The were few defeats in the hands of the Cossacks. In 1812 at Romanov, one regiment of Polish horse chasseurs was ambushed by several regiments of Cossacks, at Slonim one regiment of lancers was attacked by several regiments of Cossacks supported by regiments of Russian regular cavalry, and at Mir in 1812 Polish Cavalry Division was attacked by overwhelming force of Cossacks and Russian regulars.
The Polish officers blamed French General Latour-Maubourg for the last defeat. They thought he knew little of Cossacks' warfare. He let his French and Polish cavalry regiments be separated by long distances and fight isolated and unsupported against the numerous enemy. The French, and in general the western cavalry, fared poorly against the Cossacks."
link

Battle of Mir:
"…Jerome was up against formidable cavalry of Bagration's rear-guard…On three successive days between 8 to 10 July near the village of Mir Platov ambushed and routed Jerom;s advancing cavalry. The biggest victory came on the last day, when six regiments of Polish lancers were destroyed by combination of Platov's Cossacks and Vasilchikov's regular cavalry. It was a first time in the war that the French had encountered the full force of combined Russian regular and irregular right cavalry. It was also the first time they met Vasilchikov, one of the best Russian light cavalry generals. The superiority of the Russian light cavalry, established at the start of 1812 Campaign, was to grow even more pronounced over the next two years of war" (Lieven p 153).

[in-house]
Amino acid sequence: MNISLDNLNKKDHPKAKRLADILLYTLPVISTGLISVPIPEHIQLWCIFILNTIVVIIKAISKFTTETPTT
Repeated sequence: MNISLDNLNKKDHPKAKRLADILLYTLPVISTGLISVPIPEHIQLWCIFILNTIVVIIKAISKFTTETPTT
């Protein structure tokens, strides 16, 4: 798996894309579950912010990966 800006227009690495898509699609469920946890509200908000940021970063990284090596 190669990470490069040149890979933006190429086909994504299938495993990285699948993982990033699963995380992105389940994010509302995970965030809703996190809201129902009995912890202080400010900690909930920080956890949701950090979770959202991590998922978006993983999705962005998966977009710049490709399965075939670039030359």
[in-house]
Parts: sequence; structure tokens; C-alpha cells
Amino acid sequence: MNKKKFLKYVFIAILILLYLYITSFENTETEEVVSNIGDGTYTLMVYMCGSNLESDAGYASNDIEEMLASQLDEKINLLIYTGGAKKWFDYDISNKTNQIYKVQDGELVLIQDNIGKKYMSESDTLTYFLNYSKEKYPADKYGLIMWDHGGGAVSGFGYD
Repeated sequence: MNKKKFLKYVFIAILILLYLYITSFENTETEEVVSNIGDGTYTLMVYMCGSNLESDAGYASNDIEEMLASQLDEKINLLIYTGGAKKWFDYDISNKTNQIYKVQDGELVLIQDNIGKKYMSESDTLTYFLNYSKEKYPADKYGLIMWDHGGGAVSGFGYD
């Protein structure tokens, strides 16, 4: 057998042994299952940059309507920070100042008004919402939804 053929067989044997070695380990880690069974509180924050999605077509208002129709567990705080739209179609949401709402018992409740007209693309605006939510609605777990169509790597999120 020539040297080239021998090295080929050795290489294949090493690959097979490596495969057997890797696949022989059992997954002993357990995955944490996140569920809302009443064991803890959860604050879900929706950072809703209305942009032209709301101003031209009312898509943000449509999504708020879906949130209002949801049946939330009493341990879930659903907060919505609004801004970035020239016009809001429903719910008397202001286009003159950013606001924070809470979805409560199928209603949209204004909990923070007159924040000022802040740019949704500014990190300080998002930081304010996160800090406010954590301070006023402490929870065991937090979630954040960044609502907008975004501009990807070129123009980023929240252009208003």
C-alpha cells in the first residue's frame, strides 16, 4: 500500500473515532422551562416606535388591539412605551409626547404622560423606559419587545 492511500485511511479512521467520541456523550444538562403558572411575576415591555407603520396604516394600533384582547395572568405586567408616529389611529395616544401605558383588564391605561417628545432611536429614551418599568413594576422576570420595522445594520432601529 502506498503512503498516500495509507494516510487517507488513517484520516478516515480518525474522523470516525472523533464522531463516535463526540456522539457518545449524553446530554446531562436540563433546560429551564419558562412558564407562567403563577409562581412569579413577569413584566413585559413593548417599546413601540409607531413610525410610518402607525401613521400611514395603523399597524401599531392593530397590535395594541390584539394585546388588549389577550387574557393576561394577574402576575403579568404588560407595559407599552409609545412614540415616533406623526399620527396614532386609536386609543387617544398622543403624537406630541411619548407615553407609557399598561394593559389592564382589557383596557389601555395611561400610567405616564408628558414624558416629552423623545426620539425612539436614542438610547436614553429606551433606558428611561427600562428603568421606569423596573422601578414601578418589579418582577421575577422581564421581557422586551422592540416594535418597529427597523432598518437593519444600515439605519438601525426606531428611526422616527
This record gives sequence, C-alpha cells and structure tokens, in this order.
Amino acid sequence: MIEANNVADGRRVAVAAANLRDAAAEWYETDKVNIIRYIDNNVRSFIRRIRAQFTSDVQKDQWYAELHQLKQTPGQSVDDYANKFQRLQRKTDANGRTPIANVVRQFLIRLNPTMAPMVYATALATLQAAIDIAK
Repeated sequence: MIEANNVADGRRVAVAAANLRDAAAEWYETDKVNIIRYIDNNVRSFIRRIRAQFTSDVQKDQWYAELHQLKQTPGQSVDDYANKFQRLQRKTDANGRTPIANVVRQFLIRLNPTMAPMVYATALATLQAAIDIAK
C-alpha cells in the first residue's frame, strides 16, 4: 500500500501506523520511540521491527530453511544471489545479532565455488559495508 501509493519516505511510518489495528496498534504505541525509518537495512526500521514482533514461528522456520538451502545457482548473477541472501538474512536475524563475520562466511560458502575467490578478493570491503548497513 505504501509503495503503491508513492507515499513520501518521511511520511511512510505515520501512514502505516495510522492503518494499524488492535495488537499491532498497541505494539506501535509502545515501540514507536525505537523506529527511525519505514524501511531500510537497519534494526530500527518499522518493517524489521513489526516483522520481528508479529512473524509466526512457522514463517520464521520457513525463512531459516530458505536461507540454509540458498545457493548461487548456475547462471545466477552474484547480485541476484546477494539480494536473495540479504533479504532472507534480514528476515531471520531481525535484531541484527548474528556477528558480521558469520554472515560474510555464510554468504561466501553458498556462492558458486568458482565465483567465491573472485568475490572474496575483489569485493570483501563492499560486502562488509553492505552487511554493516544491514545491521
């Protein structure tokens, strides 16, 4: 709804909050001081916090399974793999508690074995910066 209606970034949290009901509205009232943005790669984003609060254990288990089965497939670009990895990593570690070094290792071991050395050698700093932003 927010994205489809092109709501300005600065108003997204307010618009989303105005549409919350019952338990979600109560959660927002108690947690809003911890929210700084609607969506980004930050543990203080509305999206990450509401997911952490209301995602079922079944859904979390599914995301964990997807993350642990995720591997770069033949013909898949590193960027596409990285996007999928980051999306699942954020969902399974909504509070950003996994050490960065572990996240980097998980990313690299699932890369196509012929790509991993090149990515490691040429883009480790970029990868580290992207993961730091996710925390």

It seems that Polish officers were correct in blaming Latour-Maubourg as he was simply outplayed by by Platov and Vasilchinkov. However, some credit has to go to Cossacks as well – as laying an ambush by a divion size force requires a above all a great skill in "small warfare".

Napoleonistika's statement "There were no regular cavalry to stop them [Polish lancers]" – perhaps should be taken with a pinch of salt since War is not an Olympic competition and conditions were never equal or "fair" to both sides. Once side could be more exposed to artillery fire, more exhausted, more combat-fatigued (previous losses) etc, and as can be seen by the battle of Mir leadership was perhaps the most important factor.

On the light warfare, polish lancers seemed to be inferior to Cossacks as the Polish lancers rule of thumb was: "Never get into a skirmish with Cossacks". (Chlapowski) – of course Cossacks were usually no match to Polish lancers in the open field battle.